Though some police bravely defended the buildings under attack yesterday, Brazil’s Revista Piauí fretted about how the attitude of many in law enforcement in the capital “oscillated between escort, moral support and fraternization with Bolsonarist criminals.” Some senators openly speculated that some of the rioters may have had police training.
Bolsonarismo has always been marked by violence. In October, Carla Zambelli, a right-wing federal deputy and Bolsonaro ally, chased a man down a São Paulo street while pointing a loaded gun at him after they got into an argument about politics. That same month, another Bolsonaro ally, former congressman Roberto Jefferson, hurled grenades and shot at police as they came to take him to prison in connection with threats he had made against a Supreme Court justice. Jefferson has frequently promoted anti-semitic and other conspiracy theories on his social media pages. Two police officers were injured in the confrontation.
“The coup plotters who promoted the destruction of public property in Brasilia are being identified and will be punished,” Lula tweeted after the attacks. World leaders were also swift to condemn the assault, with Joe Biden tweeting, “I condemn the assault on democracy and on the peaceful transfer of power in Brazil. Brazil’s democratic institutions have our full support and the will of the Brazilian people must not be undermined” and French president Emmanuel Macron tweeted that “The will of the Brazilian people and the democratic institutions must be respected!”
Many were apt to draw parallels between the Jan. 6, 2021 assault by Trump supporters on the Capitol in Washington and the violence in Brasilia (which, unlike the attack in Washington, occurred at a time when the targeted buildings were almost deserted). Indeed, Bolsonaro’s son, Eduardo Bolsonaro, a member of Brazil’s lower house of congress, is known to have discussed his father’s election loss with former Trump consigliere Stephen K. Bannon and met with Trump himself in Mar-a-Lago in November. Savvier than Trump, Bolsonaro placed himself nearly 4,000 miles away, at a resort outside of Orlando, on the day of the attacks, later in the day tweeting, “Lawful peaceful demonstrations are part of democracy. However, depredations and invasions of public buildings as occurred today, as well as those practiced by the left in 2013 and 2017, do not fall under that rule.”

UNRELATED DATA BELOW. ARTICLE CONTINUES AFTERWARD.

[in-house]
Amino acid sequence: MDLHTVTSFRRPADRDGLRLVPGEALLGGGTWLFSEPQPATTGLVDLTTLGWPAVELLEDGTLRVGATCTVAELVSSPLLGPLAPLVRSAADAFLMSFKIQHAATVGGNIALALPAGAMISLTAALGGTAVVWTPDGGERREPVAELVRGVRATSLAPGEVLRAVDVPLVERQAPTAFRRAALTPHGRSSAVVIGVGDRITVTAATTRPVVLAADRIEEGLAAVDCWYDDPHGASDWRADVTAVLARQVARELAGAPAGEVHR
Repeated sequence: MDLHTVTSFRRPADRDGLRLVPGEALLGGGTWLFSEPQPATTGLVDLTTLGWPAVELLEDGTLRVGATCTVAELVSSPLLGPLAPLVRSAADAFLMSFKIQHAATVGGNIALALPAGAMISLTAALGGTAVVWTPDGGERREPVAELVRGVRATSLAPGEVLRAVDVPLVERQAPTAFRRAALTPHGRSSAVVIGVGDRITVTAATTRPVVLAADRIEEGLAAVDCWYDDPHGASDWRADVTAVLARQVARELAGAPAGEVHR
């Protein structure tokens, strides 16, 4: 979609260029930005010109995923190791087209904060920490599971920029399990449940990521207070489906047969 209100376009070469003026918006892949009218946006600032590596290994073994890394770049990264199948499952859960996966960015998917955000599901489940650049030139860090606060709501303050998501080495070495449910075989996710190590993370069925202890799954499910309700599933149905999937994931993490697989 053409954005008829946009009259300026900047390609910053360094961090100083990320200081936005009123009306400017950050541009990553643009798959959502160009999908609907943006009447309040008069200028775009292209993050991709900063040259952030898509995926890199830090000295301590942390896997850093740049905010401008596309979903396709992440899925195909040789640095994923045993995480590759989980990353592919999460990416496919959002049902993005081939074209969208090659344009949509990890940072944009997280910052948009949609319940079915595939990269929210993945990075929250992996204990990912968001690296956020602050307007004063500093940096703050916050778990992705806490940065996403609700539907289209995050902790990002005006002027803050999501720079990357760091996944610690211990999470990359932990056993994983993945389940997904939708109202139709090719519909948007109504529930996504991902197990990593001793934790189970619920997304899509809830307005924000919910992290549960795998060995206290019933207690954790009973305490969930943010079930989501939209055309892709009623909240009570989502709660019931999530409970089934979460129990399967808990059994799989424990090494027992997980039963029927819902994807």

Though Brazil’s democracy has weathered storms before, the outlook is uncertain, to say the least. Far different from his first term in office, the legislature that Lula must now contend with is dominated by center-right to far-right parties, with Bolsonaro’s Partido Liberal the largest party in the Chamber of Deputies. In last year’s vote, more governors allied with Bolsonaro were elected or reelected than supporters of Lula. including Claudio Castro, the governor of the state of Rio de Janeiro, the heart of Brazil’s oil industry.
Since Sunday,the vast majority of Brazilian institutions have, however, roundly rejected Sunday’s vandalism. In an editorial, Folha de S.Paulo, Brazil’s largest circulation newspaper, wrote that “perhaps [the assailants] believe that attacking concrete monuments…means some sinister conquest. In reality, they only manifest cowardice, stupidity and a herd mentality. The institutions of the rule of law, which have been strengthened for four decades, are safe.”
One hopes so.’TIS THE REASON…